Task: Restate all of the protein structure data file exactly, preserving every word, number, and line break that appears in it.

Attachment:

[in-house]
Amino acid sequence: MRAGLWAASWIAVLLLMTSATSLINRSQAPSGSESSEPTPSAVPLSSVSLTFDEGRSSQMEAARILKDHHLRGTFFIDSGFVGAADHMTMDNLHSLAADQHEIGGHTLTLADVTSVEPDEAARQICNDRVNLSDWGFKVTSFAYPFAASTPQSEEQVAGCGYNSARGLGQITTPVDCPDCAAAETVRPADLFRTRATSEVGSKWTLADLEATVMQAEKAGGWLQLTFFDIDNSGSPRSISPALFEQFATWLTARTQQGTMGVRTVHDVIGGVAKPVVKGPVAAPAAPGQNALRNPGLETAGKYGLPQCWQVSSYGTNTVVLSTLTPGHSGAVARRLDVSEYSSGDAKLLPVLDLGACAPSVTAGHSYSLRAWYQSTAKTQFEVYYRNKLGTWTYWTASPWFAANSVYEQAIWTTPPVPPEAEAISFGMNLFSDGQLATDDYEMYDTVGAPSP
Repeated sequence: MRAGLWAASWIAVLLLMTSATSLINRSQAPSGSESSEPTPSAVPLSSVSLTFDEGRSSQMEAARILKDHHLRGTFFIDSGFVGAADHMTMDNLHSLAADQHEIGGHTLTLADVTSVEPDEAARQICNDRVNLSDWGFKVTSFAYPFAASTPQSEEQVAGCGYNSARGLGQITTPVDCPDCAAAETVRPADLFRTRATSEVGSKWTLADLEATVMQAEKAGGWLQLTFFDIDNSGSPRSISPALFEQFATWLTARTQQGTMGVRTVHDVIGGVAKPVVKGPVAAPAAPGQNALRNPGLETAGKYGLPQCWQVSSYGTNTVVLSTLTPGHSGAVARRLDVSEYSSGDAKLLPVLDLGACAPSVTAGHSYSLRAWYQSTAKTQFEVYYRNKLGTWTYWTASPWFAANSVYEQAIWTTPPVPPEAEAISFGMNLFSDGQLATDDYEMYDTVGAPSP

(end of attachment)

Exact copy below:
[in-house]
Amino acid sequence: MRAGLWAASWIAVLLLMTSATSLINRSQAPSGSESSEPTPSAVPLSSVSLTFDEGRSSQMEAARILKDHHLRGTFFIDSGFVGAADHMTMDNLHSLAADQHEIGGHTLTLADVTSVEPDEAARQICNDRVNLSDWGFKVTSFAYPFAASTPQSEEQVAGCGYNSARGLGQITTPVDCPDCAAAETVRPADLFRTRATSEVGSKWTLADLEATVMQAEKAGGWLQLTFFDIDNSGSPRSISPALFEQFATWLTARTQQGTMGVRTVHDVIGGVAKPVVKGPVAAPAAPGQNALRNPGLETAGKYGLPQCWQVSSYGTNTVVLSTLTPGHSGAVARRLDVSEYSSGDAKLLPVLDLGACAPSVTAGHSYSLRAWYQSTAKTQFEVYYRNKLGTWTYWTASPWFAANSVYEQAIWTTPPVPPEAEAISFGMNLFSDGQLATDDYEMYDTVGAPSP
Repeated sequence: MRAGLWAASWIAVLLLMTSATSLINRSQAPSGSESSEPTPSAVPLSSVSLTFDEGRSSQMEAARILKDHHLRGTFFIDSGFVGAADHMTMDNLHSLAADQHEIGGHTLTLADVTSVEPDEAARQICNDRVNLSDWGFKVTSFAYPFAASTPQSEEQVAGCGYNSARGLGQITTPVDCPDCAAAETVRPADLFRTRATSEVGSKWTLADLEATVMQAEKAGGWLQLTFFDIDNSGSPRSISPALFEQFATWLTARTQQGTMGVRTVHDVIGGVAKPVVKGPVAAPAAPGQNALRNPGLETAGKYGLPQCWQVSSYGTNTVVLSTLTPGHSGAVARRLDVSEYSSGDAKLLPVLDLGACAPSVTAGHSYSLRAWYQSTAKTQFEVYYRNKLGTWTYWTASPWFAANSVYEQAIWTTPPVPPEAEAISFGMNLFSDGQLATDDYEMYDTVGAPSP